Place, publisher, year, edition, pages
John Wiley and Sons Ltd, 2021
Keywords
anaerobic digestion, co-digestion, cornmeal, cow manure, enzymatic hydrolysis, Chemical industry, Fertilizers, Manures, Methane, Stability criteria, Substrates, Volatile fatty acids, Codigestion, Crude enzymes, Degrading enzymes, Enzymatic treatments, Methane production, Semi-continuous, Volatile solid, Zea mays
National Category
Bioenergy Chemical Engineering
Research subject
Resource Recovery
Identifiers
urn:nbn:se:hb:diva-26974 (URN)10.1002/bbb.2303 (DOI)000710190400001 ()2-s2.0-85117602713 (Scopus ID)
Available from: 2021-12-02 Created: 2021-12-02 Last updated: 2022-09-14Bibliographically approved
Foereid, B., Szocs, J., Patinvoh, R. J. & Sárvári Horváth, I. (2021). Effect of anaerobic digestion of manure before application to soil – benefor nitrogen utilisation?. International Journal of Recycling of Organic Waste in Agriculture, 10(1), 89-99
Open this publication in new window or tab >>Effect of anaerobic digestion of manure before application to soil – benefor nitrogen utilisation?
2021 (English)In: International Journal of Recycling of Organic Waste in Agriculture, ISSN 2195-3228, E-ISSN 2251-7715, Vol. 10, no 1, p. 89-99Article in journal (Refereed) Published
Abstract [en]

Purpose Anaerobic digestion produces renewable energy, biogas, from organic residues, but also digestate, a valuable organic fertiliser. Previous studies have indicated that digestate contains ample plant available nitrogen (N), but there are also concerns about greenhouse gas (GHG) emissions after application of digestates to soil. The aim of this study was to compare digestate and undigested feedstock for fertiliser effect as well as greenhouse gas emissions during the next season. Method Digestate and its feedstock, manure, were compared as N fertilisers for wheat. Mixing digestate with biochar before application was also tested. After harvest, soil samples were frozen and dried. Then GHG emissions immediately after a re-wetting of dry soil and after thawing of frozen soil were measured to determine emissions after a non-growing season (dry or cold). Results All N in digestate was plant available, while there was no significant N fertiliser effect of the undigested manure. N2 O emissions were higher after a dry season than after freezing, but the undigested manure showed higher emissions during thawing than those detected during thawing of soils from any of the other treatments. Conclusion Anaerobic digestion makes N available to plants, and when residues with much N that is not plant available the first season are used, the risk of N2 O emission next spring is high. © 2021, Islamic Azad University. All rights reserved.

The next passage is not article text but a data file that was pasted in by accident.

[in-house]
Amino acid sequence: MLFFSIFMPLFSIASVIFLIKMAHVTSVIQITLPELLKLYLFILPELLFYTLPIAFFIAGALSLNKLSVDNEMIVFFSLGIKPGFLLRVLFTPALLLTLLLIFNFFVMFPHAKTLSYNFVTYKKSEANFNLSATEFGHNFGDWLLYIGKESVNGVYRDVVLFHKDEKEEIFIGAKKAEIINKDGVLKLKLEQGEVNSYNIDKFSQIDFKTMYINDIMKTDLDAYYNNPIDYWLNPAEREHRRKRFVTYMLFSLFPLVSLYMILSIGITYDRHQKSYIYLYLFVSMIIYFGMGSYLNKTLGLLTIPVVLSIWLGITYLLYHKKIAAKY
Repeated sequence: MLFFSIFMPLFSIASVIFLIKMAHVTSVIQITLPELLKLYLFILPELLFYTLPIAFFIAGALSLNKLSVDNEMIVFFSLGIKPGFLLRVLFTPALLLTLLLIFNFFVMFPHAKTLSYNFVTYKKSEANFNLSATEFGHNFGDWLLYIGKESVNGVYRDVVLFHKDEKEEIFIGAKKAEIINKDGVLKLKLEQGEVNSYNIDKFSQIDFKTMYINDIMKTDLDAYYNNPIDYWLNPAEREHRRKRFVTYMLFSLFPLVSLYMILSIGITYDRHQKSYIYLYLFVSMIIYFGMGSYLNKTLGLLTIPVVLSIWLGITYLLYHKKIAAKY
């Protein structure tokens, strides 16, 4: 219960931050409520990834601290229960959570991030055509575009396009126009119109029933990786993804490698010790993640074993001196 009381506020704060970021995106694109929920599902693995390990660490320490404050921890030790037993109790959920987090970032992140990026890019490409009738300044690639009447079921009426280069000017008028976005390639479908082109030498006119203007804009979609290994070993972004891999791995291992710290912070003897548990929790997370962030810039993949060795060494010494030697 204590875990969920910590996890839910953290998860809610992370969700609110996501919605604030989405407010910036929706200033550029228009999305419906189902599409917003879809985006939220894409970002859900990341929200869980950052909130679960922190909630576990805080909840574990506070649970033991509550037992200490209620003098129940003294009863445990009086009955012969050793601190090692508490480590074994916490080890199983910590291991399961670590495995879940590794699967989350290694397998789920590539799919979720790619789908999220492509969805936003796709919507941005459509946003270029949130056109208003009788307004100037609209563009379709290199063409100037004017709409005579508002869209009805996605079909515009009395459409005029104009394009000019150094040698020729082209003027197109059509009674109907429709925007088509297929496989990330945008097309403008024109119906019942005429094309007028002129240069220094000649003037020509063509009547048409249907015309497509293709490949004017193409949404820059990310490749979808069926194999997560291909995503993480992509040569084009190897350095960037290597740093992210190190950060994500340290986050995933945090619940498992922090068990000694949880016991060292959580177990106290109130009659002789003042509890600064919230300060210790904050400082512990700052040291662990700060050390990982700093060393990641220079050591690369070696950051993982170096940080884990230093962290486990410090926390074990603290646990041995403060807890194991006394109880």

Place, publisher, year, edition, pages
Islamic Azad University, 2021
Keywords
Biochar, Digestate, Nitrogen Fertiliser value, Nitrous oxide, Re-wetting, Thawing, anaerobic digestion, carbon emission, greenhouse gas, manure, rewetting, soil nitrogen
National Category
Agricultural Science
Research subject
Resource Recovery
Identifiers
urn:nbn:se:hb:diva-26008 (URN)10.30486/IJROWA.2020.1897538.1055 (DOI)000741372600008 ()2-s2.0-85102999674 (Scopus ID)
Available from: 2021-07-08 Created: 2021-07-08 Last updated: 2024-02-01Bibliographically approved
Pinheiro, V. E., Sárvári Horváth, I., Lundin, M. & Polizeli, M. D. (2021). Screening and cocktail optimization using experimental mixture design: enzymatic saccharification as a biological pretreatment strategy. Biofuels, Bioproducts and Biorefining